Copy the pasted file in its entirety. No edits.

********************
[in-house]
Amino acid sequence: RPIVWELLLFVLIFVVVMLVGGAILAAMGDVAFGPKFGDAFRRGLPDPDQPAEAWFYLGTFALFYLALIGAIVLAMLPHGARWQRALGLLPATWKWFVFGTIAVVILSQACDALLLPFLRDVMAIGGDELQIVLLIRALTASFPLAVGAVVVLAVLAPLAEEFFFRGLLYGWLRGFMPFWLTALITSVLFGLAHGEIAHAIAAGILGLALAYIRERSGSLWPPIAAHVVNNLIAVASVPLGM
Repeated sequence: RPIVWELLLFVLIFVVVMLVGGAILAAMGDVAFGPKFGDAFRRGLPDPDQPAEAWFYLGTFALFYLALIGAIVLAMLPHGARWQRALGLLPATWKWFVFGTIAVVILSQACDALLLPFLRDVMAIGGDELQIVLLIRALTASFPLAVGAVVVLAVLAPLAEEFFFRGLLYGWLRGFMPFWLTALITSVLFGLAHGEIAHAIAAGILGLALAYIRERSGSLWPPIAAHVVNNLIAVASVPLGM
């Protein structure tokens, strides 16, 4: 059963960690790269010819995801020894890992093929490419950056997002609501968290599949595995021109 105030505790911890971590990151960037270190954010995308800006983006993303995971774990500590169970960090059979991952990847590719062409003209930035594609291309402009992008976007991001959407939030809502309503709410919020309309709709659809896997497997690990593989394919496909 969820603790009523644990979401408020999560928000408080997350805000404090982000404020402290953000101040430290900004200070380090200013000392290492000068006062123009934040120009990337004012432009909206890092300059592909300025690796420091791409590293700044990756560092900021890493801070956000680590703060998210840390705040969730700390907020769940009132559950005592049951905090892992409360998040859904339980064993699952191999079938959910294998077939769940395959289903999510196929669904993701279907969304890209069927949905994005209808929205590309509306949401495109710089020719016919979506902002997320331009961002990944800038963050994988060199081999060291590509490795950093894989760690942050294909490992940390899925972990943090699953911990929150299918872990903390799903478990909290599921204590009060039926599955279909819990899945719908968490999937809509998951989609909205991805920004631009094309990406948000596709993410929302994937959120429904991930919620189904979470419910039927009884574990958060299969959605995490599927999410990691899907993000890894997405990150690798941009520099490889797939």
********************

[in-house]
Amino acid sequence: RPIVWELLLFVLIFVVVMLVGGAILAAMGDVAFGPKFGDAFRRGLPDPDQPAEAWFYLGTFALFYLALIGAIVLAMLPHGARWQRALGLLPATWKWFVFGTIAVVILSQACDALLLPFLRDVMAIGGDELQIVLLIRALTASFPLAVGAVVVLAVLAPLAEEFFFRGLLYGWLRGFMPFWLTALITSVLFGLAHGEIAHAIAAGILGLALAYIRERSGSLWPPIAAHVVNNLIAVASVPLGM
Repeated sequence: RPIVWELLLFVLIFVVVMLVGGAILAAMGDVAFGPKFGDAFRRGLPDPDQPAEAWFYLGTFALFYLALIGAIVLAMLPHGARWQRALGLLPATWKWFVFGTIAVVILSQACDALLLPFLRDVMAIGGDELQIVLLIRALTASFPLAVGAVVVLAVLAPLAEEFFFRGLLYGWLRGFMPFWLTALITSVLFGLAHGEIAHAIAAGILGLALAYIRERSGSLWPPIAAHVVNNLIAVASVPLGM
């Protein structure tokens, strides 16, 4: 059963960690790269010819995801020894890992093929490419950056997002609501968290599949595995021109 105030505790911890971590990151960037270190954010995308800006983006993303995971774990500590169970960090059979991952990847590719062409003209930035594609291309402009992008976007991001959407939030809502309503709410919020309309709709659809896997497997690990593989394919496909 969820603790009523644990979401408020999560928000408080997350805000404090982000404020402290953000101040430290900004200070380090200013000392290492000068006062123009934040120009990337004012432009909206890092300059592909300025690796420091791409590293700044990756560092900021890493801070956000680590703060998210840390705040969730700390907020769940009132559950005592049951905090892992409360998040859904339980064993699952191999079938959910294998077939769940395959289903999510196929669904993701279907969304890209069927949905994005209808929205590309509306949401495109710089020719016919979506902002997320331009961002990944800038963050994988060199081999060291590509490795950093894989760690942050294909490992940390899925972990943090699953911990929150299918872990903390799903478990909290599921204590009060039926599955279909819990899945719908968490999937809509998951989609909205991805920004631009094309990406948000596709993410929302994937959120429904991930919620189904979470419910039927009884574990958060299969959605995490599927999410990691899907993000890894997405990150690798941009520099490889797939």